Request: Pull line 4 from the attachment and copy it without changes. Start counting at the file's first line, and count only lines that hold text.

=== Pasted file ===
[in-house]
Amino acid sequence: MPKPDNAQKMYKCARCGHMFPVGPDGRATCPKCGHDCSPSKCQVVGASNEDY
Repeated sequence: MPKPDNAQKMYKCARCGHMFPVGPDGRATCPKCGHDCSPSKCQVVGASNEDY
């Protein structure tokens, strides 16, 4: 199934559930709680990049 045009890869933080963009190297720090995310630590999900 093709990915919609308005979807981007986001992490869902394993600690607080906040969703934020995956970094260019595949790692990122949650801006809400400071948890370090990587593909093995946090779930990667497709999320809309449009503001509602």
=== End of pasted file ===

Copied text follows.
């Protein structure tokens, strides 16, 4: 199934559930709680990049 045009890869933080963009190297720090995310630590999900 093709990915919609308005979807981007986001992490869902394993600690607080906040969703934020995956970094260019595949790692990122949650801006809400400071948890370090990587593909093995946090779930990667497709999320809309449009503001509602």